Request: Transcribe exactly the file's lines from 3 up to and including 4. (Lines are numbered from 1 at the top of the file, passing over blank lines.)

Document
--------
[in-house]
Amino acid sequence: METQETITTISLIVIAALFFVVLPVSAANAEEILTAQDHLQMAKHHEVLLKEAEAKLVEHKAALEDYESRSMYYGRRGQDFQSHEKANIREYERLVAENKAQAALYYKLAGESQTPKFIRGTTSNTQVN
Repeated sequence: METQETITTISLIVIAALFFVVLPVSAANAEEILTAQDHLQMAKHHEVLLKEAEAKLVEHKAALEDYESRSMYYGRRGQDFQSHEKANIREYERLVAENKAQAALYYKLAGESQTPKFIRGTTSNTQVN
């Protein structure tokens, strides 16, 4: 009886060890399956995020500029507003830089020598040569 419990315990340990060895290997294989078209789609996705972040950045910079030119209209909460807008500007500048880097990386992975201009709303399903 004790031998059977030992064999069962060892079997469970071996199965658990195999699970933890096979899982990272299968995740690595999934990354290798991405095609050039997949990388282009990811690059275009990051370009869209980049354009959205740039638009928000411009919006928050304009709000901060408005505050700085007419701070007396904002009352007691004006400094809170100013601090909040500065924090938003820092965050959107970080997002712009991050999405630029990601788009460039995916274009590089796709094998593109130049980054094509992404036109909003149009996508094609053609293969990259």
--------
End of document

Repeated sequence: METQETITTISLIVIAALFFVVLPVSAANAEEILTAQDHLQMAKHHEVLLKEAEAKLVEHKAALEDYESRSMYYGRRGQDFQSHEKANIREYERLVAENKAQAALYYKLAGESQTPKFIRGTTSNTQVN
């Protein structure tokens, strides 16, 4: 009886060890399956995020500029507003830089020598040569 419990315990340990060895290997294989078209789609996705972040950045910079030119209209909460807008500007500048880097990386992975201009709303399903 004790031998059977030992064999069962060892079997469970071996199965658990195999699970933890096979899982990272299968995740690595999934990354290798991405095609050039997949990388282009990811690059275009990051370009869209980049354009959205740039638009928000411009919006928050304009709000901060408005505050700085007419701070007396904002009352007691004006400094809170100013601090909040500065924090938003820092965050959107970080997002712009991050999405630029990601788009460039995916274009590089796709094998593109130049980054094509992404036109909003149009996508094609053609293969990259």